The cinematography takes full advantage of the Texas locations, and at times you get hints of almost John Ford-like vistas. Texas is quite a theme running throughout and part of the initial confrontation Birk has with Leslie at that first dinner. She asks if Texas wasn’t stolen from Mexico, and it riles Birk’s Texan pride, bringing up such stalworth Texas images of the Alamo and Sam Houston. I’m sure there is a ton of stuff here that won’t stand up to today’s more woke sensibilities. The film is certainly worth seeing, but time and distance from Dean’s death have robbed it of much of its attraction of 1956.
Giant is presented in its original aspect ratio of 1.66:1. The ultra-high-definition image presentation is arrived at with an HEVC codec at an average of 70 mbps. The film was shot on 35mm so is native 4K. With everything I’ve heard about the state of the original elements, I honestly didn’t have much expectation here. The print is remarkably clean. There should have been an inclusion of a feature on the process. I would have really loved to see the condition of the stuff they pieced together. Maybe it wasn’t as bad as I’ve heard. The image presentation is just about spotless. There are no print artifacts and no damage done by excessive DNR. The film retains a good element of grain that truly makes this atmosphere quite organic. Colors appear to be reference for this time and film stock. There hasn’t been any effort to color correct from the original color intention. Unfortunately, there are times when the image might be too good. The age makeup as the characters get older isn’t very good, and under this kind of scrutiny doesn’t hold up well at all. This appears particularly true of James Dean, who fought against too much of the age touches. The biggest complaint I have which I do not know wasn’t true of the source material: there are some soft focus and even blur issues throughout. When Taylor and Hudson are alone for the first time there’s a close-up of Taylor that is terribly blurred. Not only blurred, but there a kind of double image like we used to get on televisions with bad aerial reception. I feel confident it’s a product of the restoration. So it’s not all good news. Still, it’s as good as the film has ever looked on home video and light years ahead of the old MPI release.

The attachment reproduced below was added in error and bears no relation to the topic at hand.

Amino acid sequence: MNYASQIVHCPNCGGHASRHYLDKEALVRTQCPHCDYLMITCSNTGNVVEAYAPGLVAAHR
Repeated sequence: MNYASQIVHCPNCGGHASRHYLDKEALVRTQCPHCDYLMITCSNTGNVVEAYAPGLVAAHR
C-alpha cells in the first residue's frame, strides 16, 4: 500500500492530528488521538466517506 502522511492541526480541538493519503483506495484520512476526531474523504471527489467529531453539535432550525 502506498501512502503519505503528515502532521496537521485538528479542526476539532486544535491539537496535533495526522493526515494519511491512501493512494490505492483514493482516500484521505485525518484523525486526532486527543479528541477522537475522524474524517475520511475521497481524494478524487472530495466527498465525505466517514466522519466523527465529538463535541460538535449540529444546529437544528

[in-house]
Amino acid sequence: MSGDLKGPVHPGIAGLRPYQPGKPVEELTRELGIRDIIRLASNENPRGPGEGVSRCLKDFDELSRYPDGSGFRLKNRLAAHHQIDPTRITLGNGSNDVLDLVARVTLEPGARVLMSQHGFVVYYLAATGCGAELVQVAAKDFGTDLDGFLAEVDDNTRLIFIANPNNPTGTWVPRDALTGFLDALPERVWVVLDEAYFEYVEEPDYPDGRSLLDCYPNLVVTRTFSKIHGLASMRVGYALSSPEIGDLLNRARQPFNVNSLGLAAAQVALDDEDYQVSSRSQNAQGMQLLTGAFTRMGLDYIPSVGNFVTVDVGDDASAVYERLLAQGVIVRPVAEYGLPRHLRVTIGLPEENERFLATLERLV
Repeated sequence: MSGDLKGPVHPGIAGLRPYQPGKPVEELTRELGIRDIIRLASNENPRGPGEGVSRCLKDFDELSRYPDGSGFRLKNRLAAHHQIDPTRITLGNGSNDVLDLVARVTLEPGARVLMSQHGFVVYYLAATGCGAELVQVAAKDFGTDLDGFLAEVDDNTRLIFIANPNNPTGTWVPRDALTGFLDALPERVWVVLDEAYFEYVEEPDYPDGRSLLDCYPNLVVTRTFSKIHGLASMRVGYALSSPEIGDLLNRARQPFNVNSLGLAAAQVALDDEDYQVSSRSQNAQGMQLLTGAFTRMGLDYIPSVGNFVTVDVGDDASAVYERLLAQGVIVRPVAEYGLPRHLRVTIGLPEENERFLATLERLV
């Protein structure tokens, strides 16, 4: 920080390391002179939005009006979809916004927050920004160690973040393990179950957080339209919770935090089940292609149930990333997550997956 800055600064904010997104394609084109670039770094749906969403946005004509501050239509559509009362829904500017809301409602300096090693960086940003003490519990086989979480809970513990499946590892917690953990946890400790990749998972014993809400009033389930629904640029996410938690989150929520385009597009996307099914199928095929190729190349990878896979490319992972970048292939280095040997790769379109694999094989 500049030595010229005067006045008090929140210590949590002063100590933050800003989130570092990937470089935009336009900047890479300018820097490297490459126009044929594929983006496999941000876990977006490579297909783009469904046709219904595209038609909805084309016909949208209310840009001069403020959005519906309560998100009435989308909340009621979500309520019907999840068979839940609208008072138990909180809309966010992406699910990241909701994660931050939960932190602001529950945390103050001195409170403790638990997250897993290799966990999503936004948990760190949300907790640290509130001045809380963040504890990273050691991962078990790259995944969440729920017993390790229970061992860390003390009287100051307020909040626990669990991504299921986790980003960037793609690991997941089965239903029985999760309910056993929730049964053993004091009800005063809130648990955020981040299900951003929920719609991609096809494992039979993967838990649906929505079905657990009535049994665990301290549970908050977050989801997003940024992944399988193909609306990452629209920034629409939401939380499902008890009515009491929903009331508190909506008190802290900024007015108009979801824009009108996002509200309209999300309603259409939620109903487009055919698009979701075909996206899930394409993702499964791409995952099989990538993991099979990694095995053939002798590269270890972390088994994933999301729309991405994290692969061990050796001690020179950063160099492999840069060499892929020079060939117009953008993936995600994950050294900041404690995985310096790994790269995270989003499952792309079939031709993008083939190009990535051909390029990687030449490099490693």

The DTS-HD 2 channel mono does what it needs to do. Anything more would ruin the atmosphere of the original film. It would be a mistake to try to expand the audio field. There’s no distortion, and a clean audio presentation is all I’m looking for here.
There are no extras.
A bit more cinema history here: I mentioned it was the best box office film for Warner Brothers until The Exorcist almost 20 years later. In an odd bit of coincidence, Mercedes McCambridge, who played Birk’s sister, also had a connection to The Exorcist, where she was actually the voice of the Demon. You could spend many hours watching the film closely looking for some better cohesion to hold it all together or looking for some additional clues as to why it has been treated with such classical status. “But I wouldn’t do that.”